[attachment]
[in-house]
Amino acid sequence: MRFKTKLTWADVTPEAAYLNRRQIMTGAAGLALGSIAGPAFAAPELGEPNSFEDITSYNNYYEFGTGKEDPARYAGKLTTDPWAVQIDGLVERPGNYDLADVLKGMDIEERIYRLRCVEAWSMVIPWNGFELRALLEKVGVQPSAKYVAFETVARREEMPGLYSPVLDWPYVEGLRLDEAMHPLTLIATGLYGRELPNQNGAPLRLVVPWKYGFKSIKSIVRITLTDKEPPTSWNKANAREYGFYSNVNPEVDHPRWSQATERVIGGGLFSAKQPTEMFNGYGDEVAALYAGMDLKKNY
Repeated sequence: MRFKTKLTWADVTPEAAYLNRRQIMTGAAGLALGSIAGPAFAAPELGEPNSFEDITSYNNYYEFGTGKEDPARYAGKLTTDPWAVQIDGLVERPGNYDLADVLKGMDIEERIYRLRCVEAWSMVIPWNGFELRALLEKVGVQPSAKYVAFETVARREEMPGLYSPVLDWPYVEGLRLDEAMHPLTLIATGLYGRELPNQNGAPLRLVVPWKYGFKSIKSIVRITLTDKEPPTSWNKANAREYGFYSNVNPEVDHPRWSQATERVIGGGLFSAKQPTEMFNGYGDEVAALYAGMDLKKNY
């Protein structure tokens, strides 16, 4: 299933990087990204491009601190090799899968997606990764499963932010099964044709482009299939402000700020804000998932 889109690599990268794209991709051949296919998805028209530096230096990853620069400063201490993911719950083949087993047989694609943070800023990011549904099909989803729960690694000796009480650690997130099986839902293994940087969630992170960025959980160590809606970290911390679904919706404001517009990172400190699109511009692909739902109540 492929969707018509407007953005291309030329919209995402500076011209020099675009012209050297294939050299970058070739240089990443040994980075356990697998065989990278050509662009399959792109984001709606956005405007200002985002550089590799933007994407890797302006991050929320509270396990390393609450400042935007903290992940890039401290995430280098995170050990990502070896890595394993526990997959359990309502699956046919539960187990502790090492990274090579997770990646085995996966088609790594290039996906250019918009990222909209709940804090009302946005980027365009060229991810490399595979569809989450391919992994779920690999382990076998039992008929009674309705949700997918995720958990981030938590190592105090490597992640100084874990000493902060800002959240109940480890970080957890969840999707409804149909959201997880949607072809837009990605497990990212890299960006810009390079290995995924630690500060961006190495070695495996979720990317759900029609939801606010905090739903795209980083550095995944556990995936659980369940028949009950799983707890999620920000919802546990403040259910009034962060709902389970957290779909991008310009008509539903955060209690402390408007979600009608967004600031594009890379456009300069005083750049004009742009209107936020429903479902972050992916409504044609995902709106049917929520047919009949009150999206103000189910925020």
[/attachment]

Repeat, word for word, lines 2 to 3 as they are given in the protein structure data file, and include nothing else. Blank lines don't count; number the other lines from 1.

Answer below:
Amino acid sequence: MRFKTKLTWADVTPEAAYLNRRQIMTGAAGLALGSIAGPAFAAPELGEPNSFEDITSYNNYYEFGTGKEDPARYAGKLTTDPWAVQIDGLVERPGNYDLADVLKGMDIEERIYRLRCVEAWSMVIPWNGFELRALLEKVGVQPSAKYVAFETVARREEMPGLYSPVLDWPYVEGLRLDEAMHPLTLIATGLYGRELPNQNGAPLRLVVPWKYGFKSIKSIVRITLTDKEPPTSWNKANAREYGFYSNVNPEVDHPRWSQATERVIGGGLFSAKQPTEMFNGYGDEVAALYAGMDLKKNY
Repeated sequence: MRFKTKLTWADVTPEAAYLNRRQIMTGAAGLALGSIAGPAFAAPELGEPNSFEDITSYNNYYEFGTGKEDPARYAGKLTTDPWAVQIDGLVERPGNYDLADVLKGMDIEERIYRLRCVEAWSMVIPWNGFELRALLEKVGVQPSAKYVAFETVARREEMPGLYSPVLDWPYVEGLRLDEAMHPLTLIATGLYGRELPNQNGAPLRLVVPWKYGFKSIKSIVRITLTDKEPPTSWNKANAREYGFYSNVNPEVDHPRWSQATERVIGGGLFSAKQPTEMFNGYGDEVAALYAGMDLKKNY